Hand Dyeing Shortcut: Make and Keep a Soda Ash Solution – Quilting Daily

No matter which fabric dyeing techniques you use, dyeing fabric can be a fun–some might even say transformative–creative experience. Pulling the hand-dyed fabric from the dye bath to reveal the colors and patterns you have created is absolutely magical.

Yet hand dyeing, especially when you use chemical dyes, takes some preparation. You must take safety precautions, protect your clothing and work space, prepare your fabrics and resists (if you are using resist-dyeing techniques) and so on.

Tiny dye baths ready for hand dyeing threads.

Unless you have a dedicated wet studio, this preparation can take a lot of time. So I’m for anything that will speed up the prep process.

One way to do this is to mix up your soda ash solution in advance. When textile dyeing, soaking the fabric in soda ash changes the pH of the fiber-reactive dye and cellulose fiber so that the dye reacts with the fiber, making a permanent connection that holds the dye to the fiber.

Many people mix up a batch of soda ash solution for each dyeing session, but you can do this in advance, saving pre-dyeing time, says Carol Soderlund. Carol and Melanie Testa write about thread dyeing in the August/September 2014 issue of Quilting Arts.

Soda ash solution can be kept from dye session to dye session, writes Carol. It never goes bad. A re-purposed gallon drink container is perfect for both mixing and storing the solution.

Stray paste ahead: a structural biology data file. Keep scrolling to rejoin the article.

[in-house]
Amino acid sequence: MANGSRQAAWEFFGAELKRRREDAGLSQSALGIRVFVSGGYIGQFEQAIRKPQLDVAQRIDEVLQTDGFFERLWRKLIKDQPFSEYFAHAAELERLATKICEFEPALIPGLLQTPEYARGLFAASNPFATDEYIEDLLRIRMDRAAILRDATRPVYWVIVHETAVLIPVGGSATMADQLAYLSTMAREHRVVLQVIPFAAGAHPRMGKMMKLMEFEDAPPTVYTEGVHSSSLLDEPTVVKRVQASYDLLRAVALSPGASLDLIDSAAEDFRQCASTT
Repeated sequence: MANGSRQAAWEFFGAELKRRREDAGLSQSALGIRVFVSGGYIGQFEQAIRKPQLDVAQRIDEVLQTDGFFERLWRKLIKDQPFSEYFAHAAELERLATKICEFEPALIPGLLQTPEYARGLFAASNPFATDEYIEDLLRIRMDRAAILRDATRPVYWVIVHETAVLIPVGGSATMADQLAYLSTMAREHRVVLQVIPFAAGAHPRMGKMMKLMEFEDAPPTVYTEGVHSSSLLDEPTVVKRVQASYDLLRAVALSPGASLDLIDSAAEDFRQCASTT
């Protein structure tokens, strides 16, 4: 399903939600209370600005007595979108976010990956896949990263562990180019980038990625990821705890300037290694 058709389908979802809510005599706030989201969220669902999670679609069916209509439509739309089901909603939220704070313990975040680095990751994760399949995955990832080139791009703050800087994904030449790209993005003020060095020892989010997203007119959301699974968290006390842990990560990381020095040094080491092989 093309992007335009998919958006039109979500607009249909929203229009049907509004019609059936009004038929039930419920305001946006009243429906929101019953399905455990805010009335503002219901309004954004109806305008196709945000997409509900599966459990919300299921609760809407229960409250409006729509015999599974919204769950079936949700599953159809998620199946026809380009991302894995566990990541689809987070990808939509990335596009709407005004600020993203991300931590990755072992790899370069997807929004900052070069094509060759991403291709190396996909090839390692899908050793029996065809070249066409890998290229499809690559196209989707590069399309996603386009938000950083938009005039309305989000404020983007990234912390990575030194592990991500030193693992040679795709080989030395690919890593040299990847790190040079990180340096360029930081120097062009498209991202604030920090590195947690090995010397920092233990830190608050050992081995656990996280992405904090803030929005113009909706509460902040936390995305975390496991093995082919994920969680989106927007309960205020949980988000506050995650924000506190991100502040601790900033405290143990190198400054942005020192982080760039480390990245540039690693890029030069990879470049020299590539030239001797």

Here are Carol’s tips for making soda ash solution for dyeing:

To mix a gallon of soda ash solution:

1. Pour 1/2 cup soda ash powder into the jug. (See Note, below.)

2. Fill the jug halfway with very warm water.

3. Shake the jug to dissolve the soda ash.

4. Fill the jug the rest of the way with more warm water.

how to hand dye fabric and threads with soda ash
Carol Soderlund shows how to dye variegated threads.

The soda ash dissolves very easily and the half-full jug is easier to shake than a full one. Once mixed, then I pour out only what I need for my project.

Note: Instead of soda ash, you can also use sodium carbonate which is found in the pool supply area of the hardware store. Called Balance + or pH Up, it is used to balance the pH of swimming pools.

Now you’re one step closer to hand dyeing your own fabric and thread!

Discover more about thread dyeing when you download your copy of the August/September 2014 issue of Quilting Arts.

P.S. Do you have any tips for fast-tracking your fabric dyeing process?Leave them below.

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